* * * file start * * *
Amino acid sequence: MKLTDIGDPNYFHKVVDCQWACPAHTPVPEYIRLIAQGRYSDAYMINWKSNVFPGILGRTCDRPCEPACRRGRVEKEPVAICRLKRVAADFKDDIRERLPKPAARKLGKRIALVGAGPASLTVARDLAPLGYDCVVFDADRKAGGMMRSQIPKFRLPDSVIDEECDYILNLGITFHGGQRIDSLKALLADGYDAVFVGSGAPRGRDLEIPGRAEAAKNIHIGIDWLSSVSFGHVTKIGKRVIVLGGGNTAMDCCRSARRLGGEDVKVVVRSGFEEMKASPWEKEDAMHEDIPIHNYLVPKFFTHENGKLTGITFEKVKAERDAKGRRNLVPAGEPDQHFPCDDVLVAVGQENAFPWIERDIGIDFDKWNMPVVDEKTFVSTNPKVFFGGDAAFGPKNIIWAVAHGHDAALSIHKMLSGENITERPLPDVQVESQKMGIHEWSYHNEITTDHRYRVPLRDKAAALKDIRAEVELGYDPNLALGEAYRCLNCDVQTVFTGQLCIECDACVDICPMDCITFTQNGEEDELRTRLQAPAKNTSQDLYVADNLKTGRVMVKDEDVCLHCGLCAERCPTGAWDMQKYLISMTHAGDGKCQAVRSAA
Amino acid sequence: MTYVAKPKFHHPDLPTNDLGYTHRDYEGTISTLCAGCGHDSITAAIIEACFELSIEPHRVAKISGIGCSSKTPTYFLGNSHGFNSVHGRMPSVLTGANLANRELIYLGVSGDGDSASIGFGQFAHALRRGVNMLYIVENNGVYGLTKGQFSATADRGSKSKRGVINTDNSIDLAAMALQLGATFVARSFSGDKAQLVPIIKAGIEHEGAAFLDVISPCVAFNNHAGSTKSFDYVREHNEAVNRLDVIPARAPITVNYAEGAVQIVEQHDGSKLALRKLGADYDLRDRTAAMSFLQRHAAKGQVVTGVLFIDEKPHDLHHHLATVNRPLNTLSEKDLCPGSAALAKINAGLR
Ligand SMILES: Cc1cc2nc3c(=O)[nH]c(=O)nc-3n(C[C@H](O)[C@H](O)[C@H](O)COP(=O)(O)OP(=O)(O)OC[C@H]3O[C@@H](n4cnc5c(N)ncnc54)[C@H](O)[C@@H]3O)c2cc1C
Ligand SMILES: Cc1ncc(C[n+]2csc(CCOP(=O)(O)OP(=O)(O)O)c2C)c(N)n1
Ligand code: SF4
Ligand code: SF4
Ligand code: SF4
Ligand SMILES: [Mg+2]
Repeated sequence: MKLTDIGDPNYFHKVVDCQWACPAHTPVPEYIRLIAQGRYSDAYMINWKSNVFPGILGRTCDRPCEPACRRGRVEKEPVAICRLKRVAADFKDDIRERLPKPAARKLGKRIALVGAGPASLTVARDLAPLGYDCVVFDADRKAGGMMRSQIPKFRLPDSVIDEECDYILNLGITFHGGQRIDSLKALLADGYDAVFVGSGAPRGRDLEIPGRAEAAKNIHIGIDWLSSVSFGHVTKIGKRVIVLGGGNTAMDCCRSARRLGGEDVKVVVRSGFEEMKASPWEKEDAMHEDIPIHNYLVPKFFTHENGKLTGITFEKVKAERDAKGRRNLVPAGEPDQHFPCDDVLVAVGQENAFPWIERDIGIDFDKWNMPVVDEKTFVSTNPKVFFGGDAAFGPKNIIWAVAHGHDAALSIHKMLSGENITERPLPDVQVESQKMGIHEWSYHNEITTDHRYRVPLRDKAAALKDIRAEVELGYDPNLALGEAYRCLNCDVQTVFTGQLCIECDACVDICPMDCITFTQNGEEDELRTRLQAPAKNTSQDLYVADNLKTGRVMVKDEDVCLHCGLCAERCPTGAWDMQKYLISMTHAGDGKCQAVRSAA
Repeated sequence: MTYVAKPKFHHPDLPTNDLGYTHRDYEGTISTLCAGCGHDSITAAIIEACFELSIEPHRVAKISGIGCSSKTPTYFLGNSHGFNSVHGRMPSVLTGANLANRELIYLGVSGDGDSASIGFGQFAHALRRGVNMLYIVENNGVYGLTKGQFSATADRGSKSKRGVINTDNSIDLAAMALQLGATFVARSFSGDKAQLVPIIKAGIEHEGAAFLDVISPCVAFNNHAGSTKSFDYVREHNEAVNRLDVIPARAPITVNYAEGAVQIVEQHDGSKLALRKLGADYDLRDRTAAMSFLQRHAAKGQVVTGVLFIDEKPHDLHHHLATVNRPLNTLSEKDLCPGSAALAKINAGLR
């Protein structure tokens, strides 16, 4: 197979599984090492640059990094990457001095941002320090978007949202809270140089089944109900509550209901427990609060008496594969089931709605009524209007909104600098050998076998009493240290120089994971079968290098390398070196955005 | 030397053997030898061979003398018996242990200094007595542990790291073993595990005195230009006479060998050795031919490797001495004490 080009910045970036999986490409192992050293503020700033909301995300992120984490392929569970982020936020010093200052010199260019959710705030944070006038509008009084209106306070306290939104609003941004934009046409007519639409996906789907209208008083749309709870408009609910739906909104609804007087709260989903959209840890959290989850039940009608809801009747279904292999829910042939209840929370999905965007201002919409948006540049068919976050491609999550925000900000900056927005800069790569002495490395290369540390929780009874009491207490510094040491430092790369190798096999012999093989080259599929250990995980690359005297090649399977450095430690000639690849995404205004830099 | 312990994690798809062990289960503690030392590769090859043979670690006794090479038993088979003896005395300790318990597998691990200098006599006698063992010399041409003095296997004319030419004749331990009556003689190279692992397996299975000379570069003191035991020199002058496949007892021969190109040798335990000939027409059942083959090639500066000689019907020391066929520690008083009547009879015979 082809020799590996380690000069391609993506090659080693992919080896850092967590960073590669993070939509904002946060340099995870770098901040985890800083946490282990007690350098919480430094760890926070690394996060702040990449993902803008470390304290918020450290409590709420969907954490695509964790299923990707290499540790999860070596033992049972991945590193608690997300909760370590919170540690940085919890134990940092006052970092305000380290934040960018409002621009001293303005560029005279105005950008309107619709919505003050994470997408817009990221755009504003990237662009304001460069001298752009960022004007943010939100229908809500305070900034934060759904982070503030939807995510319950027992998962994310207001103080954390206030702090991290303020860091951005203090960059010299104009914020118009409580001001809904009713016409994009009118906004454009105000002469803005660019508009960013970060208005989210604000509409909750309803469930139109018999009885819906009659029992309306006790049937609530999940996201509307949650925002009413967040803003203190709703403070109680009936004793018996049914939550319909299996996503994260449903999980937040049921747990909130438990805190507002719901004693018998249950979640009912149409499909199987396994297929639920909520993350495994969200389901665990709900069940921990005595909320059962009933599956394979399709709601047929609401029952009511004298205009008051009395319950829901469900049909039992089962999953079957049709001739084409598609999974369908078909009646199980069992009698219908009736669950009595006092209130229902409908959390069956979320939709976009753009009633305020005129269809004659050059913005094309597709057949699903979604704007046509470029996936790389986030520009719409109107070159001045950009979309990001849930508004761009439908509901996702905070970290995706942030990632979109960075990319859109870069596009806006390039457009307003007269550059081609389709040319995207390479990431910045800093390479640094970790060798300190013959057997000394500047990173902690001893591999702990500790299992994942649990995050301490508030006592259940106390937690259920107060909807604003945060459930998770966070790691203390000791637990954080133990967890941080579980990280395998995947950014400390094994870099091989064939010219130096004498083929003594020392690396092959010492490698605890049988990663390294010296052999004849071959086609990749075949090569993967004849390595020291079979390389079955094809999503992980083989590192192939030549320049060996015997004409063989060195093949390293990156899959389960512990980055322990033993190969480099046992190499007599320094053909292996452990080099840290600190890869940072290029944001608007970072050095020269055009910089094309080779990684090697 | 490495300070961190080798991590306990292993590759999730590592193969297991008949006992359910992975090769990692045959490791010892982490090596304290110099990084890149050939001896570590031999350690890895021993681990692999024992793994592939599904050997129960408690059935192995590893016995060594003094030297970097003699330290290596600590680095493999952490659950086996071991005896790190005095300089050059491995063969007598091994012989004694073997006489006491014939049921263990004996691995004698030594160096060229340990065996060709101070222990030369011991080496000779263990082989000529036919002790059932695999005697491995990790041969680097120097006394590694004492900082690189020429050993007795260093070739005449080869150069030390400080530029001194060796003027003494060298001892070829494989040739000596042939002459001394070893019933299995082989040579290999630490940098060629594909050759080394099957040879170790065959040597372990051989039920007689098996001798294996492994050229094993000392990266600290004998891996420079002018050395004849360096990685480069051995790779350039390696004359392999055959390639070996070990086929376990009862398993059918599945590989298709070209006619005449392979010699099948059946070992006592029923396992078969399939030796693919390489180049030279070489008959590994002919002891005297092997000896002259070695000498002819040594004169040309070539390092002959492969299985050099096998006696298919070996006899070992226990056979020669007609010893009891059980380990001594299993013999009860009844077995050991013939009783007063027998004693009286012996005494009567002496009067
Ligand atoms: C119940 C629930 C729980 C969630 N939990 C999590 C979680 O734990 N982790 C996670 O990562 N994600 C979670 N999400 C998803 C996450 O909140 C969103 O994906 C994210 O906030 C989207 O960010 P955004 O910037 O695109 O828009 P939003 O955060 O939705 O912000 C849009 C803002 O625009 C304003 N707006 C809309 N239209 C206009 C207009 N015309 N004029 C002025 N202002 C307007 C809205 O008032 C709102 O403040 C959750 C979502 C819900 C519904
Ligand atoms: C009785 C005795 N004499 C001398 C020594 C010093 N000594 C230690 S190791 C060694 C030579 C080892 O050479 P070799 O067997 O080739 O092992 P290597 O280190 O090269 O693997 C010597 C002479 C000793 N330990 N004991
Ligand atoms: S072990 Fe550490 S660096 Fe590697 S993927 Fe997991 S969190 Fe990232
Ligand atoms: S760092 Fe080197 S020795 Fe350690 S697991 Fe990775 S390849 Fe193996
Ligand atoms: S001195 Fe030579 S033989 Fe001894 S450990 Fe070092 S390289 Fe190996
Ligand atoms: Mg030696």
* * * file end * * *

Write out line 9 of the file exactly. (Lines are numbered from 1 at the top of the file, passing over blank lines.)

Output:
Repeated sequence: MKLTDIGDPNYFHKVVDCQWACPAHTPVPEYIRLIAQGRYSDAYMINWKSNVFPGILGRTCDRPCEPACRRGRVEKEPVAICRLKRVAADFKDDIRERLPKPAARKLGKRIALVGAGPASLTVARDLAPLGYDCVVFDADRKAGGMMRSQIPKFRLPDSVIDEECDYILNLGITFHGGQRIDSLKALLADGYDAVFVGSGAPRGRDLEIPGRAEAAKNIHIGIDWLSSVSFGHVTKIGKRVIVLGGGNTAMDCCRSARRLGGEDVKVVVRSGFEEMKASPWEKEDAMHEDIPIHNYLVPKFFTHENGKLTGITFEKVKAERDAKGRRNLVPAGEPDQHFPCDDVLVAVGQENAFPWIERDIGIDFDKWNMPVVDEKTFVSTNPKVFFGGDAAFGPKNIIWAVAHGHDAALSIHKMLSGENITERPLPDVQVESQKMGIHEWSYHNEITTDHRYRVPLRDKAAALKDIRAEVELGYDPNLALGEAYRCLNCDVQTVFTGQLCIECDACVDICPMDCITFTQNGEEDELRTRLQAPAKNTSQDLYVADNLKTGRVMVKDEDVCLHCGLCAERCPTGAWDMQKYLISMTHAGDGKCQAVRSAA